The pain from loss is also related to the nature of the relationship, the history of other losses, the vulnerability of the particular child, the support system available, and other factors. If a child is close and dependent upon the lost loved one, he or she is likely to experience more severe distress. If the move or the separation takes the child away from the loved one, he or she may experience a similar intensity of pain as if this were a death.
For most children, loss and fear go hand in hand. They do not know what will happen to them. And fear intensifies and complicates the other emotions associated with loss. The fearful child cannot concentrate in school; will misinterpret comments; and will sometimes regress to immature behavior (a young child may start to bed-wet) or self-destructive coping behavior (a preadolescent may drink or experiment with drugs).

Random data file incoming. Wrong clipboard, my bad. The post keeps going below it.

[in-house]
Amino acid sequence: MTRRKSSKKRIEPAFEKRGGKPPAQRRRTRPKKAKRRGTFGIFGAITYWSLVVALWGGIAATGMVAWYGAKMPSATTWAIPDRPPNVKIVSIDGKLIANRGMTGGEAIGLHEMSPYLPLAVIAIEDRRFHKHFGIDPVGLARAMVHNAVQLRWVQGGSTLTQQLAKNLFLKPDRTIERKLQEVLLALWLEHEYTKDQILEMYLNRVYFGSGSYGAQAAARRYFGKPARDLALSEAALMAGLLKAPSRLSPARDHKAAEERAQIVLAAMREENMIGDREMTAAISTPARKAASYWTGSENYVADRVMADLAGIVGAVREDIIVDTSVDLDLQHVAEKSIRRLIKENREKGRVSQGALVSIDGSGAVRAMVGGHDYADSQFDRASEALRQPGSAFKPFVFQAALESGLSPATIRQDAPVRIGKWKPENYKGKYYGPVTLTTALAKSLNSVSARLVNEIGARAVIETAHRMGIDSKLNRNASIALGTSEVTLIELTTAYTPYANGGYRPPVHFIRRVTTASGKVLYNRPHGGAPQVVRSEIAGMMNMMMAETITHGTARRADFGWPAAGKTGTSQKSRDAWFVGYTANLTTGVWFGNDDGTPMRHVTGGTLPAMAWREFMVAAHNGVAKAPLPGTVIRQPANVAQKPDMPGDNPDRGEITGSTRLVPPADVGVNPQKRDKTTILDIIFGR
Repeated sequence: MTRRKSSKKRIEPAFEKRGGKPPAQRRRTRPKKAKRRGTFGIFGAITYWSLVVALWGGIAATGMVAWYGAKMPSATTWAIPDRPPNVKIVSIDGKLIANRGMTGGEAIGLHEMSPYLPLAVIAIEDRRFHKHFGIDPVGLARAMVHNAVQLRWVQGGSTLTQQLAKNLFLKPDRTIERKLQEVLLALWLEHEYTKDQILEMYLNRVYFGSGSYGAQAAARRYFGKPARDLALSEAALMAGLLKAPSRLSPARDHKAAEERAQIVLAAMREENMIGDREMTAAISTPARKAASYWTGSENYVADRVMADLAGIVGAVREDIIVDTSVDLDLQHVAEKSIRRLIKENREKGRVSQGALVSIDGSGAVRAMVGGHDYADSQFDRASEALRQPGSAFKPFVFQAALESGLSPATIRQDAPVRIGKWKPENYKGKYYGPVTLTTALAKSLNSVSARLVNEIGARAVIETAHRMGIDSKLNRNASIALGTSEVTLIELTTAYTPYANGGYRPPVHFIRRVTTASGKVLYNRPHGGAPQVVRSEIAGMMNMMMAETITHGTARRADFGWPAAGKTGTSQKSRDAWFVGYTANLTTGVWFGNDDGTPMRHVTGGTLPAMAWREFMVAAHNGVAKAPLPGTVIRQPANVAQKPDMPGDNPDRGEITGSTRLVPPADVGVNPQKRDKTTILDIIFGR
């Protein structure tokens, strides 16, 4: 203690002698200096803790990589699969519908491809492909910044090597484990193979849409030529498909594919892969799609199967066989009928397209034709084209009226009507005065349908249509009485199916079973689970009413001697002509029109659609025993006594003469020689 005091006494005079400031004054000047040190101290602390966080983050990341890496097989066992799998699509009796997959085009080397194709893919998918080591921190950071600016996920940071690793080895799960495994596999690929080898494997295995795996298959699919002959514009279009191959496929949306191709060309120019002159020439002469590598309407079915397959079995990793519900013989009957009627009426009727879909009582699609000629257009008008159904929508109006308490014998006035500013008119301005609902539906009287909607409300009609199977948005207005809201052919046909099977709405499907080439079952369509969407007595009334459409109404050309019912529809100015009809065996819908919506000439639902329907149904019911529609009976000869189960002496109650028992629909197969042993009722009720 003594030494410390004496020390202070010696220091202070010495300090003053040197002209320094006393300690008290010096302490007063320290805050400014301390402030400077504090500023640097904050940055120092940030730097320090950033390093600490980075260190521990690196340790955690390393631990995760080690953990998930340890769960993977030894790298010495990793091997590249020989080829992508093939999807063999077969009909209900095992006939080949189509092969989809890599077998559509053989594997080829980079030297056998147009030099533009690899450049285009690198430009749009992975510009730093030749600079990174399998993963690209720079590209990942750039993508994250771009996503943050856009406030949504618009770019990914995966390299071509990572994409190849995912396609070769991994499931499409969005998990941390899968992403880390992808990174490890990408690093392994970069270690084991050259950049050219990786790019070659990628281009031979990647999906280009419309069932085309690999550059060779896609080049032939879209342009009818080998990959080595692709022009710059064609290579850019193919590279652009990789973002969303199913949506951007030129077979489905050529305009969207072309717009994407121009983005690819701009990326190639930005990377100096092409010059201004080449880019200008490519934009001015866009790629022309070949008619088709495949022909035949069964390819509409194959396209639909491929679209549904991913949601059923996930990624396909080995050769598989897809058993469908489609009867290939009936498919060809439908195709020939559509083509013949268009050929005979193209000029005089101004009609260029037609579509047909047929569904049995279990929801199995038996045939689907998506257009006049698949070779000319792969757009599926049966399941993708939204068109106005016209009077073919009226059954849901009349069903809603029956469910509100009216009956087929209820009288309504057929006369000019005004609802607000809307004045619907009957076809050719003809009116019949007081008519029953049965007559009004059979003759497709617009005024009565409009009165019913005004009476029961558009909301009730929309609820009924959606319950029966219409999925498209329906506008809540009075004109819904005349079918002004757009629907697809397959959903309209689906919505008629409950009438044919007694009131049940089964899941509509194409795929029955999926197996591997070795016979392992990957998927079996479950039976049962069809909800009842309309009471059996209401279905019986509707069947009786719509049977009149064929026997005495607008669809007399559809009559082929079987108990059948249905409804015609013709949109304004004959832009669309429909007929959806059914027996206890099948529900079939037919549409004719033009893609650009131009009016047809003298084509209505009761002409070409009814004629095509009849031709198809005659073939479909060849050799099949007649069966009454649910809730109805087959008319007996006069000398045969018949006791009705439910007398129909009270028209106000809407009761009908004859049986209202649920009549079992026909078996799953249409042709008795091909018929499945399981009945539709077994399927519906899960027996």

It is often the teacher who first identifies how difficult a loss is for a child. After a move, divorce, or even many months after the death of a loved one, most of the world expects the child to bounce back and "be resilient." Yet the teacher may notice a lethargy, sadness, anger, and deterioration in performance. Teachers know better than most that recovery from loss is not likely to be over in a month, or 2, or, for some children, even 10 years. Different children will have different styles of grieving and different timetables.
The key to helping the child is the appreciation that recovery from loss requires the re-shaping of existing relationships in the child's life. A teacher can help facilitate this by fostering changes in three of the child's key relationships: the relationship with the teacher, the relationship with the family members, and the relationship with classmates.
Sometimes the teacher will decide to cautiously share her observations with the caregivers, and inquire about what they may have observed at home. Rather than preach, the teacher should use her instincts about the parent's readiness to talk, respecting their privacy.